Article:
How to expect a good result? In Bible talk: "the harvest"? I am sometimes asked in the practice what our part is. Do we make the good things happen? How can we support something good "out there"? Does it matter? And then I had to think about carrots.
I know how carrot seeds look, I know how to sow them --- and I know what to do in order to harvest good carrots. I do because my sister Beate and I grew up in a lovely historic yellow house with a huge back yard including a vegetable garden.
Lets say, you want to plant carrots, you buy seeds and you realize at home that you grabbed by mistake seeds for forget-me-nots. What can you do in order to have carrots in your patch? Could you still plant the wrong seeds in the right way, water them and weed the patch properly in order to harvest carrots? Or tell the forget-me-nots, as they break through the soil, to better behave and become carrots? Nice try. So the true identity of the carrots is not in the soil, the rain, the sunshine, the patch, the person sowing the seed or the individual harvesting them. It is in the seed. It is in them, right?
This week was published the wonderful article Let goodness grow by Cali McClure. In it she relates a council by Mary Baker Eddy, from her book No and Yes:
"We can rejoice that every germ of goodness will at last struggle into freedom and greatness, and every sin will so punish itself that it will bow down to the commandments of Christ, — Truth and Love." (p. 8)
Although we use the term "germ" today in a slightly different way than Mary Baker Eddy did in the late 19th century, it is still "a tiny organism", "a living thing". Comparable to a seed in some ways. What is comparable is their bittiness, their identification and purpose. How small, how mighty.
Every little seed or corn contains the superpower of the All of good, God. If you honor one thing you already honor the whole. Like a good gardener you can treat well the tiny seeds of goodness. Already the hint of a good motive, an honest endeavor of a family member, authentic humility, the endeavor to overcome gripping fear, a healing process, a move towards reconciliation --- is a seed of good having in itself all the power of its own purpose. The gardener knows this by respecting the difference between carrots and forget-me-nots. Our pushing has its limits.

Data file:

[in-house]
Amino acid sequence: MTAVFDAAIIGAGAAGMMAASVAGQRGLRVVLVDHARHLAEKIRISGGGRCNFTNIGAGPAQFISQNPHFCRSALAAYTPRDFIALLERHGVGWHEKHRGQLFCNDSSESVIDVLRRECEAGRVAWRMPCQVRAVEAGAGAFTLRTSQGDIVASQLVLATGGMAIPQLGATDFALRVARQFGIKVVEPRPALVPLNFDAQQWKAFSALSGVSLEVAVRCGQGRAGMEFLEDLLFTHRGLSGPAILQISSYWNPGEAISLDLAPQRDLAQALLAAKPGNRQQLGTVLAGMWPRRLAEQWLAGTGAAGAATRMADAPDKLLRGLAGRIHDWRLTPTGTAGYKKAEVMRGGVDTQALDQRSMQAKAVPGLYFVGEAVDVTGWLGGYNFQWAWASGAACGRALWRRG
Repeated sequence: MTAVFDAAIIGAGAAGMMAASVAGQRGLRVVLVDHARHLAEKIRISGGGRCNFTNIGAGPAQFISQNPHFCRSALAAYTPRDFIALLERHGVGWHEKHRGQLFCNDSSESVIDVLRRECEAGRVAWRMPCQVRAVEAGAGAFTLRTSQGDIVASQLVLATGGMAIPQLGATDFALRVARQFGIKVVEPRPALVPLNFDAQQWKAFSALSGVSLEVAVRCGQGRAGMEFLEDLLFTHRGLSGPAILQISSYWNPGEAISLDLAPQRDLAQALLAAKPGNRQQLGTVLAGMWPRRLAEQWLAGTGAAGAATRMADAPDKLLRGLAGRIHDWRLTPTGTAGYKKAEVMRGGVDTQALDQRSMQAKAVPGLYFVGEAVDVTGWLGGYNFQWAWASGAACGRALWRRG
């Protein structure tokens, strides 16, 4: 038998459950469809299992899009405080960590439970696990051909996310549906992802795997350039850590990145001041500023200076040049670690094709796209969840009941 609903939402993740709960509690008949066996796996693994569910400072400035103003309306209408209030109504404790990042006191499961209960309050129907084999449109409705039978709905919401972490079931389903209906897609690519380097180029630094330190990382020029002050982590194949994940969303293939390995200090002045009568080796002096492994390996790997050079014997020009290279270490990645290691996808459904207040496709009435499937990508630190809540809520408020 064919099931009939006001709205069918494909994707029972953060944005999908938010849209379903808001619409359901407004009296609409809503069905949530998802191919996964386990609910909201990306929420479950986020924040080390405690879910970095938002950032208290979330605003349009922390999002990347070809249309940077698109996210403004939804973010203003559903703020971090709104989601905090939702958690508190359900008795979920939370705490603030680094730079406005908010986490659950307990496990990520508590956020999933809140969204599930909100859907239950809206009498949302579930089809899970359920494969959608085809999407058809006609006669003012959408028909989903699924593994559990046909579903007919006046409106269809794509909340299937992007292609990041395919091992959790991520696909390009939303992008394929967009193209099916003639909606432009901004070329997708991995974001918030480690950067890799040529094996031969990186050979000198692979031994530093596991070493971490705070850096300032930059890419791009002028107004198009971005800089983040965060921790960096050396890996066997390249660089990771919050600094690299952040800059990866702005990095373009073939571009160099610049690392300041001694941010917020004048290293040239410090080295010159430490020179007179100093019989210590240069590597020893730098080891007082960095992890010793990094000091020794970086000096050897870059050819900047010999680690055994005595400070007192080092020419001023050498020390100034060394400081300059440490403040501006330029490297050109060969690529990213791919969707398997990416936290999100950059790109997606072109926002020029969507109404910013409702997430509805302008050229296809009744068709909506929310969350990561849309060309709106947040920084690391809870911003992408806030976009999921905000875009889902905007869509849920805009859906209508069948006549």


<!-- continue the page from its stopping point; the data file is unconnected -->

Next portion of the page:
The power is not in us, but we do play a part in this. The gardener part. Someone on this planet must honor the power just enough to stop waiting for the good things to happen. In order to make them happen. Christ Jesus was like that - honoring the supreme power, honoring Life so much that he could safely step aside and trust goodness to develop out of its own innate power. He speaks about the tiny mustard seed turning eventually into a large plant.
It is really a short distance from discouragement to productive mental activity and to a harvest. The distance is between a good human intent and true humility. Step over and remember the carrots. Stop feeding the fears - water the seeds and respect the creator. And trust the power of good to multiply - and enjoy the rich orange harvest.
Who is writing?
In my work as Christian Science practitioner and writer I draw on listening to God and listening to people.
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